the-ancestress-1919-die-ahnfrau-fleck-review

THE ANCESTRESS

      No Comments on THE ANCESTRESS

This post is also available in: Italiano (Italian) Deutsch (German)

by Louise Kolm-Fleck and Jakob Fleck

grade: 7.5

The Ancestress, by Louise Kolm-Fleck and Jakob Fleck, is a very imperfect film, but nevertheless made with such grace and such a clear gaze that it rightfully ranks as a real gem. An important heritage of Austrian and world filmography.

Ghosts

The Ancestress (original title: Die Ahnfrau), a true jewel of Austrian cinema made a hundred years ago – way back in 1919 – by film pioneers Louise Kolm-Fleck and her husband Jakob Fleck, often makes us smile, despite being inspired by a dramatic play. The film, parts of which have unfortunately been lost forever, has undergone a major restoration at the São Paulo Film Archive in Brazil and has been re-released to the public on the occasion of the Diagonale 2019, within the Weiblichkeiten section dedicated to women.

Because in fact The Ancestress (as the title itself suggests), based on the play of the same name by Franz Grillparzer, tells an all-female story: the story of a noblewoman (played by Liane Haid) who, after being killed by her lover, must wander as a ghost in the rooms of her old house, until the extinction of the female gender in her family. The only one left alive is the young Berta (who looks exactly like the deceased), who falls madly in love with a mysterious young man, the charming Jaromir (Max Neufeld).

This drama is a remake of a 1910 film of the same name, directed by Jakob Fleck himself. A story based mainly on misunderstandings and which, although with predictable twists, as already stated, occasionally makes the spectator smile. Although the cinema had been invented for almost twenty-five years, since Austria waited a few years to “get going” in this field, from a directorial point of view there are many ingenuities, alongside, however, rather unusual – but extremely interesting – gimmicks for the time, such as, for example, the clever idea of inserting a flashback (re-editing scenes already seen) during the film.

Beyond any “beginner’s error”, beyond a film language that has yet to be properly developed, it must be said that, not only for this first film, but also for every other feature film to come, Louise Fleck’s directing style has always maintained a rather slow narrative pace, with a sometimes excessively static camera. This is also the case with The Ancestress, where, with a constantly fixed camera and a strong theatrical imprint, we can also count many innocent “oversights”, such as the presumed change of location which, in reality, is filmed in the same room, and the moment when the young Jaromir, in order to escape from a group of men intent on hunting him down, hides behind a boulder situated right next to these men.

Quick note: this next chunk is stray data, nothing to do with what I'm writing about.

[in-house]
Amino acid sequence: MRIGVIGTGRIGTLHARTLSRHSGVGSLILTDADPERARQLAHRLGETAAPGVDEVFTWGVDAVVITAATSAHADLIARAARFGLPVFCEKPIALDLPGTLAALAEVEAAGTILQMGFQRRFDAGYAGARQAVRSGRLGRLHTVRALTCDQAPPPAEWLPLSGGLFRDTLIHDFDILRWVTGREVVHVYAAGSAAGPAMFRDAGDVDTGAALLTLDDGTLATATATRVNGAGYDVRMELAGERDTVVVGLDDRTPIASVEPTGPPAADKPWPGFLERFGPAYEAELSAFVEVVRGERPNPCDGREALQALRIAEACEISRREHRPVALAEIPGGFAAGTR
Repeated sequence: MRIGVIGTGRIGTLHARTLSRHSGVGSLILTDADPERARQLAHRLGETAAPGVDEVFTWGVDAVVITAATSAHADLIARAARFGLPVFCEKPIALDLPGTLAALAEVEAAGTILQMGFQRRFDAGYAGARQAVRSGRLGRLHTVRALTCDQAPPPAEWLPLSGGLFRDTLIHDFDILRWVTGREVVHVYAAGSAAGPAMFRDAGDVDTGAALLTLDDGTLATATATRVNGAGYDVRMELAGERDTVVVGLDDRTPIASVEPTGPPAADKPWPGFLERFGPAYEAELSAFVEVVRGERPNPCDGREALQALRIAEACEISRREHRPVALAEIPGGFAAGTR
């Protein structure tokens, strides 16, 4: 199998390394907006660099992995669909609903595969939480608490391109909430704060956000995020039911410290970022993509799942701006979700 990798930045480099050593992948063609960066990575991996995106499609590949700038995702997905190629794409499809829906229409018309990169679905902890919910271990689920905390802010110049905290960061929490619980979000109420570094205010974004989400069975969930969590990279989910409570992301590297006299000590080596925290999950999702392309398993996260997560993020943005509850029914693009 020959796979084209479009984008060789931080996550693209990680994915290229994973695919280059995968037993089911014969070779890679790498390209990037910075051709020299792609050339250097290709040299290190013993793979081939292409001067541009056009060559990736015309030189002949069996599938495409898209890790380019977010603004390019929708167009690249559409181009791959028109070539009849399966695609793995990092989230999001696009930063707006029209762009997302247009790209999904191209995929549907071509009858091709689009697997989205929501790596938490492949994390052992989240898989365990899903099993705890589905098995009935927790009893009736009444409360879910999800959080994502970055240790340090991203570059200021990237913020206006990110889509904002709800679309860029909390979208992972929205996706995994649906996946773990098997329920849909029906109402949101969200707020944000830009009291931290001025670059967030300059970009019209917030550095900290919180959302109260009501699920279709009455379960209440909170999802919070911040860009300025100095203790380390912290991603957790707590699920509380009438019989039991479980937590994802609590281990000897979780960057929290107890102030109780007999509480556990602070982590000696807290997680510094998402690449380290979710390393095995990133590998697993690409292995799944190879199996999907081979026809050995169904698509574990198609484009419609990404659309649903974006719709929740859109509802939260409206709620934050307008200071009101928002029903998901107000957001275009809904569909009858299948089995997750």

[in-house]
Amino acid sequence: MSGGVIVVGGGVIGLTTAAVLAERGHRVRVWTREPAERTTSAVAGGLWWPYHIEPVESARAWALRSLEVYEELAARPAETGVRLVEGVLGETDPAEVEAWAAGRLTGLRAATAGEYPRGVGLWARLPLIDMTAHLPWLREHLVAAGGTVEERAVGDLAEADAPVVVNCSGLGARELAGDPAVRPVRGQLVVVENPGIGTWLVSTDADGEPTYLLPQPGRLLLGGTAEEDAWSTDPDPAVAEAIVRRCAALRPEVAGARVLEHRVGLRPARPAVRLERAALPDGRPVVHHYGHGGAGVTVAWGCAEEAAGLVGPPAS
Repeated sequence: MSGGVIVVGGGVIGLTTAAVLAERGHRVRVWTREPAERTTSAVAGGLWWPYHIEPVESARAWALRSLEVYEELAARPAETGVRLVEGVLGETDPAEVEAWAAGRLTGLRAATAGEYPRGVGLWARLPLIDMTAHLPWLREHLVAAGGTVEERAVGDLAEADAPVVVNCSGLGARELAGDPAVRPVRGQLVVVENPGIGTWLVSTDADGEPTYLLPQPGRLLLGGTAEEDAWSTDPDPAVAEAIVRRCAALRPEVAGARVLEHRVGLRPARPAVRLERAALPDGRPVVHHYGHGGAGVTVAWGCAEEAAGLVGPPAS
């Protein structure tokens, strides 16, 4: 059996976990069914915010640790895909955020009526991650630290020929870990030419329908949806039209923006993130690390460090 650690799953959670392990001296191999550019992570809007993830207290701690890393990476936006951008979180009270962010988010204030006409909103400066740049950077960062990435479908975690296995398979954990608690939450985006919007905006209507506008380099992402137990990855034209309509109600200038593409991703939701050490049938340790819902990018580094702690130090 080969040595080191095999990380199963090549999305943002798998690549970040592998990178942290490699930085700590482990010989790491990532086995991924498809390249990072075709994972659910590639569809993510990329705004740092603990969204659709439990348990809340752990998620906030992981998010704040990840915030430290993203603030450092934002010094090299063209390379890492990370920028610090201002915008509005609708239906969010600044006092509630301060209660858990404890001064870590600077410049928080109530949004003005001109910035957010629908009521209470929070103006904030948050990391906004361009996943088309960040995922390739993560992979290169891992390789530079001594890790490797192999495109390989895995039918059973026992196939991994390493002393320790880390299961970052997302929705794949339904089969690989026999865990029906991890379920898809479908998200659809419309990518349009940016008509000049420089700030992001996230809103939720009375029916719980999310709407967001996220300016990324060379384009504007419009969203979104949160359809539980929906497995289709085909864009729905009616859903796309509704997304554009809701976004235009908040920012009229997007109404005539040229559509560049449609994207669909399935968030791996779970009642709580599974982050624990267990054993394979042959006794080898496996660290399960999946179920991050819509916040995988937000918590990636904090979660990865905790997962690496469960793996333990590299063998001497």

These are errors that imply a direct inspiration from the theatre itself, together with the cast’s performance, with gestures that are so exaggerated that they almost remind us of the bandits and victims of Edwin Stanton Porter’s The Great Train Robbery (1903) and make us smile heartily, despite the dramatic nature of the moments. The same applies to the facial expressions and the actors’ sophisticated games of glances. Exaggerated, yes, but, in fact, so precise as to reveal the great mastery of all the actors (let’s not forget that Liane Haid, Max Neufeld, as well as Karl Ehmann, in the role of Berta’s father, were among the most important names of the time).

The Ancestress, then, is an imperfect work but, despite everything, made with such grace and such a clear gaze that it rightfully ranks as a real gem. An important heritage of Austrian and world filmography. It’s just a pity that the directors – Louise Kolm-Fleck and her husband Jakob Fleck – are, despite everything, still too little known, not to say almost forgotten. Even in Austria.

Original title: Die Ahnfrau
Directed by: Louise Kolm-Fleck, Jakob Fleck
Country/year: Austria / 1919
Running time: 70’
Genre: drama
Cast: Karl Ehmann, Liane Haid, Max Neufeld, Josef Recht, Eduard Sekler, Eugen Neufeld
Screenplay: Louise Kolm-Fleck, Jakob Fleck
Produced by: Wiener Kunstfilm

Info: the page of The Ancestress on the website of the Diagonale
https://www.youtube.com/watch?v=v4HSzsFucdQ